Green, clean and lean: turning sustainability into competitive advantage


Resource-efficient supply chains deliver both business and environmental benefits, explains Darran Messem, Managing Director of Certification at The Carbon Trust, an independent not-for-profit organisation working to accelerate the move to a sustainable, low carbon economy.

Darran Messem is Managing Director, Carbon Trust Certification and Director, International at The Carbon Trust, an independent organisation that works internationally with businesses, governments and the public sector to accelerate green growth through environmental accounting, energy and resource efficiency, and technology innovation.

Darren MassemGreen Credentials Infographic

“Businesses can make immense gains by tackling energy efficiency and resource efficiency in their supply chains,” says Darran Messem. “We’re not focusing on reducing greenhouse gas emissions solely for the environment. We’re focusing on the clear win between environmental management and cost efficiency.”

As part of its mission, The Carbon Trust helps organisations to understand their carbon, water and waste footprints, identifying potential efficiencies, and supporting the development and implementation of a business case for action. The Carbon Trust also awards certification to businesses that successfully measure and reduce their environmental impact.

Greater opportunities for efficiency

“A lot of the focus for greenhouse gas emissions has been on a company’s own operations, which we’ve certified since the launch of The Carbon Trust Standard in 2008,” explains Darran. “Attention now needs to turn to the broader supply chain.”

In light of this, The Carbon Trust has announced the development of a new certification for organisations taking effective action to minimise carbon emissions across their supply chains. A pilot phase is already underway.

“This programme will help to demonstrate the huge opportunity to capture the financial benefits of working with your supply chain to reduce emissions, and energy and resource consumption,” says Darran.

Realising the benefits

But do many businesses still see action on climate change as a threat rather than an opportunity? For Darran, this perception is a concern. “A lot of organisations see the green agenda as potentially increasing costs, because it’s an additional activity. But efficiency is a business imperative, as well as an environmental one.

“Realising the value demands action. To assess and improve supply chain energy efficiency, a business must:

  • understand how much energy is consumed in the production of its products and services, and where
  • establish ownership and governance of energy and resource use.”

Meeting the challenges

According to Darran, exploring these issues can bring its own challenges. “The questions that businesses need to ask are about getting into the nuts and bolts of a supplier’s operations. This isn’t the typical conversation a business would have as part of its procurement process or supply chain management.”

Potential barriers include:

  • sensitivity around costs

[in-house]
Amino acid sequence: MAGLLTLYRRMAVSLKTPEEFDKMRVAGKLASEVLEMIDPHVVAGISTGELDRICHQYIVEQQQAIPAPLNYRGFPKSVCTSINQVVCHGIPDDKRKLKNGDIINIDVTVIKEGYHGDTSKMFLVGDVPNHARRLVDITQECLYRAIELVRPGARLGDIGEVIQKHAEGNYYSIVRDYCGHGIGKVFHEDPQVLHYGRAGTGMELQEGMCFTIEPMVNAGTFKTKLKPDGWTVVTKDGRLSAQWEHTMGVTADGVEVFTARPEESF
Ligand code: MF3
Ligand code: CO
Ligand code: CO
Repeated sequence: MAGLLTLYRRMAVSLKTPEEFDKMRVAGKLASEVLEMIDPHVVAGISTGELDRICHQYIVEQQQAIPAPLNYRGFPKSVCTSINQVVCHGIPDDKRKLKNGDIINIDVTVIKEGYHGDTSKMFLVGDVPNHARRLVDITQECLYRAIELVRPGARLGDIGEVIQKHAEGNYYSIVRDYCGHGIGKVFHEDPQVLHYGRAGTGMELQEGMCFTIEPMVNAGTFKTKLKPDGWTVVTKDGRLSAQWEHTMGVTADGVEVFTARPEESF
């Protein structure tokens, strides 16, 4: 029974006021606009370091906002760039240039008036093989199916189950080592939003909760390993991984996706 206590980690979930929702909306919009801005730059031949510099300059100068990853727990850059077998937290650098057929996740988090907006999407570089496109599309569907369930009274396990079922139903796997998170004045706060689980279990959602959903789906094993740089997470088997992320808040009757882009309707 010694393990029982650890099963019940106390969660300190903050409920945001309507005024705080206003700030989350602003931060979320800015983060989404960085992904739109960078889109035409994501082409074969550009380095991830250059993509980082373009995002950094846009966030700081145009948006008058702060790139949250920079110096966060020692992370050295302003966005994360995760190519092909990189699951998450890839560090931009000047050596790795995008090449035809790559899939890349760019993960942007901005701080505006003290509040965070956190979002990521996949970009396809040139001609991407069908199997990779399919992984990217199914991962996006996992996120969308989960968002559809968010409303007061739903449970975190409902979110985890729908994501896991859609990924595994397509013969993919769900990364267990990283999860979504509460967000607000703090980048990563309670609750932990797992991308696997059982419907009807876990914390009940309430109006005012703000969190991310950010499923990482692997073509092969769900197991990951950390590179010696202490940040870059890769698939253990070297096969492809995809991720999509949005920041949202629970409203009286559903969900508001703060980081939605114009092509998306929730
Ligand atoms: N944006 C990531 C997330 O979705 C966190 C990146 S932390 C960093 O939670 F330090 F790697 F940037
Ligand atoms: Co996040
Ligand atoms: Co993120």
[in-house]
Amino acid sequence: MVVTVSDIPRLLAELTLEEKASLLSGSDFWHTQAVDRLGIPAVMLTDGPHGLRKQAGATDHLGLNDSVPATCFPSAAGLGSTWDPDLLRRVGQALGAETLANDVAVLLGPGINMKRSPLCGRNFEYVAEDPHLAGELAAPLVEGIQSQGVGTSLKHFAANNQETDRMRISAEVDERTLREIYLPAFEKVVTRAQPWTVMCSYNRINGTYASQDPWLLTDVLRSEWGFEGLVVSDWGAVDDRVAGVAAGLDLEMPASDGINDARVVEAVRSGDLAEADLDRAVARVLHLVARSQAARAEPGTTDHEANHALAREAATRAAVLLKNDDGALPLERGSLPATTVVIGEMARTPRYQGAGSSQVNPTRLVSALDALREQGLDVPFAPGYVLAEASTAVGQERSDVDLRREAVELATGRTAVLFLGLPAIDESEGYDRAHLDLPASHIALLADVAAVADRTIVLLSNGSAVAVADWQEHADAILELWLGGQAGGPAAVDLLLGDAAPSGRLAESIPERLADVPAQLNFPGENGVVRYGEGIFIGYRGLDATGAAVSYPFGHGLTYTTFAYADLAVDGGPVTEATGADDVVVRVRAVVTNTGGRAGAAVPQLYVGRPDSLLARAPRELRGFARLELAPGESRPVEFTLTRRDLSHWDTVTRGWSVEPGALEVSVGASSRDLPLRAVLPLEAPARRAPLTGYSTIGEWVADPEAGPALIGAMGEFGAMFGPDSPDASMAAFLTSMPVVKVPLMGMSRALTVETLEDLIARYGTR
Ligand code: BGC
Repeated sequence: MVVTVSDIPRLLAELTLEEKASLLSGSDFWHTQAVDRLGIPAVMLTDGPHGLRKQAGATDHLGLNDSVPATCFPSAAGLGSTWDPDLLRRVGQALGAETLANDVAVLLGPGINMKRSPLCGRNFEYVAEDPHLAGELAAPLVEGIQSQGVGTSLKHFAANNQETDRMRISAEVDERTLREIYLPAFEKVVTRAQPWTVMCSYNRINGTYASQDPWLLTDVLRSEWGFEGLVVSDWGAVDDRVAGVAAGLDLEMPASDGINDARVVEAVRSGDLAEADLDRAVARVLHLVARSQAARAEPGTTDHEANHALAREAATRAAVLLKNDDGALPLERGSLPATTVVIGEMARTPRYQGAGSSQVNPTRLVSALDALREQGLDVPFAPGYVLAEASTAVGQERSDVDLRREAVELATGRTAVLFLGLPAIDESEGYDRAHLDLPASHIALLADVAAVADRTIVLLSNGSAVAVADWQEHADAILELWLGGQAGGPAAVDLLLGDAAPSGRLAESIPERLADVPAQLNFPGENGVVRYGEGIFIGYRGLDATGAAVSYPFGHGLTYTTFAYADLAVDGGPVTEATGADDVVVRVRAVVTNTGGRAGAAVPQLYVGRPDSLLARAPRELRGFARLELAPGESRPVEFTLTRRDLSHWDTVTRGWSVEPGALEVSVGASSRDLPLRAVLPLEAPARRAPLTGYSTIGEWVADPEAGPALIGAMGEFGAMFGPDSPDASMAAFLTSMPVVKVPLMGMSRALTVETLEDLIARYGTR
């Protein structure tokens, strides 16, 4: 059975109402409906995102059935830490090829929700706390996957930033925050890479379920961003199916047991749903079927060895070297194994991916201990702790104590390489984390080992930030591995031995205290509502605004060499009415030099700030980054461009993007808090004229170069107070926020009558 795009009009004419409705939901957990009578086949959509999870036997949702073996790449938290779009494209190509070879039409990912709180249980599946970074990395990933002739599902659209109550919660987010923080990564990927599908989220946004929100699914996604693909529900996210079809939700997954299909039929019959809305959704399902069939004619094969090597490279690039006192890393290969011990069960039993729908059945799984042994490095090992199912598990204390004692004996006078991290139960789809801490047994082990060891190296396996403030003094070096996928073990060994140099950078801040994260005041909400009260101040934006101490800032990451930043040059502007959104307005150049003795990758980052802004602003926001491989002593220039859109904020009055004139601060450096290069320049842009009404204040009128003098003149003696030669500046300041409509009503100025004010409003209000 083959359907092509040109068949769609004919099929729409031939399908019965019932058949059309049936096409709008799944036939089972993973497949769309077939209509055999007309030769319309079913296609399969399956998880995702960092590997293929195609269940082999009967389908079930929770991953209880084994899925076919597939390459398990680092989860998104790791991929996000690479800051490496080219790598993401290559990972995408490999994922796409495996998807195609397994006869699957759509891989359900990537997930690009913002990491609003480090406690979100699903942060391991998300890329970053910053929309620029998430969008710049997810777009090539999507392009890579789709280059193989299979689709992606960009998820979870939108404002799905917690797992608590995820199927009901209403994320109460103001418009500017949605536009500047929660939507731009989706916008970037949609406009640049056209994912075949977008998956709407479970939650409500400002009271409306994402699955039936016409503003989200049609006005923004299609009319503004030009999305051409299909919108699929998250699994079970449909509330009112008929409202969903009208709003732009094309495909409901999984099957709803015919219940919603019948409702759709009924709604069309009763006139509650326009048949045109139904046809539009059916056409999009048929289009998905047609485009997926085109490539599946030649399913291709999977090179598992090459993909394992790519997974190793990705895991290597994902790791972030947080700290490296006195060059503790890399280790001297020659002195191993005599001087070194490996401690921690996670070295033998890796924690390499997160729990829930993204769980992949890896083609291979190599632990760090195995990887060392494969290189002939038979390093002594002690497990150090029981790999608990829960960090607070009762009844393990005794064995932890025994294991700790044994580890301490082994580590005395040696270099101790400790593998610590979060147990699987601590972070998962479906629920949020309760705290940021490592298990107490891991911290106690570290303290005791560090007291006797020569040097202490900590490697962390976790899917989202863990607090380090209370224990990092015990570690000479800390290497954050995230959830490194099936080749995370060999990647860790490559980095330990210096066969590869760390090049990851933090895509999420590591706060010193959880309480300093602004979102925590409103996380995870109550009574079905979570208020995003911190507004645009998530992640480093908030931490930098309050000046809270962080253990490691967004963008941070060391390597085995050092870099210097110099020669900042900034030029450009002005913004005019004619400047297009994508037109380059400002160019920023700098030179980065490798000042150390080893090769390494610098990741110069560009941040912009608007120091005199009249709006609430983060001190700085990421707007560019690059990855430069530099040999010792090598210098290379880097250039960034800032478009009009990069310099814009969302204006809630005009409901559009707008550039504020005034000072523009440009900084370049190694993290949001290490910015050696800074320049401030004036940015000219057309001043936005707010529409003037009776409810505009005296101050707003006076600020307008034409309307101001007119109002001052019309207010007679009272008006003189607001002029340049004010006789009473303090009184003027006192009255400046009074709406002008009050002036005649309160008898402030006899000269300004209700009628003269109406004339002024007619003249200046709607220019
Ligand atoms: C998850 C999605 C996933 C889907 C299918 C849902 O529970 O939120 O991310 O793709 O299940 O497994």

• issues around data collection
  • understanding the often complex interlinks between energy consumption and other resources, such as water.

The Carbon Trust’s experience in working with businesses to overcome these challenges can be invaluable in terms of identifying the commercial benefits and communicating them effectively to key stakeholders.

Brokering trust

The Carbon Trust plays a key role in brokering often sensitive information between an organisation and its suppliers, to help both parties realise efficiencies. “Suppliers may not wish a customer organisation to have a full picture of the savings that it can achieve, because the customer might then negotiate that back in terms of price discounting,” Darran explains. “We can sit between two parties and handle the information confidentially.”

The pilot phase of the new certification is operating with companies of different size and sector. This will enable The Carbon Trust to fine tune its methodology and set realistic compliance benchmarks.

“We recognise that tackling greenhouse gas emissions can be challenging,” says Darran. “If the bar is set too high, we risk disenfranchising people. Realistic goals are a must.”

Significant business gains

Prominent examples of success, from companies such as Marks & Spencer and Whitbread, can also help stakeholders to appreciate the true value of efficiency. Darran notes: “In my opinion, these two organisations have led the way in terms of setting clear objectives, developing strategies to achieve those objectives and working with suppliers to ensure they contribute to their goals. That brings huge improvements to supply chain efficiency.”

The benefits are not limited to large corporations, and needn’t demand the attention of a dedicated team, Darran insists: “Understanding resource consumption creates opportunities for any company of any size to drive efficiency across their supply chain. There are always environmental, operational and cost gains to be made.”

Top tips to improve energy efficiency across the supply chain

  1. Get your house in order. Understand your total energy consumption, water consumption and waste production, and how they interlink.
  2. Engage your supply chain. Communicate the potential benefits of focusing on these key metrics.
  3. Promote responsibility. Encourage your supply chain to take a proactive approach to managing resources as part of a collaborative effort.
  4. Work to a common framework. Make sure you are tracking the appropriate metrics, and are focussed on a shared goal.

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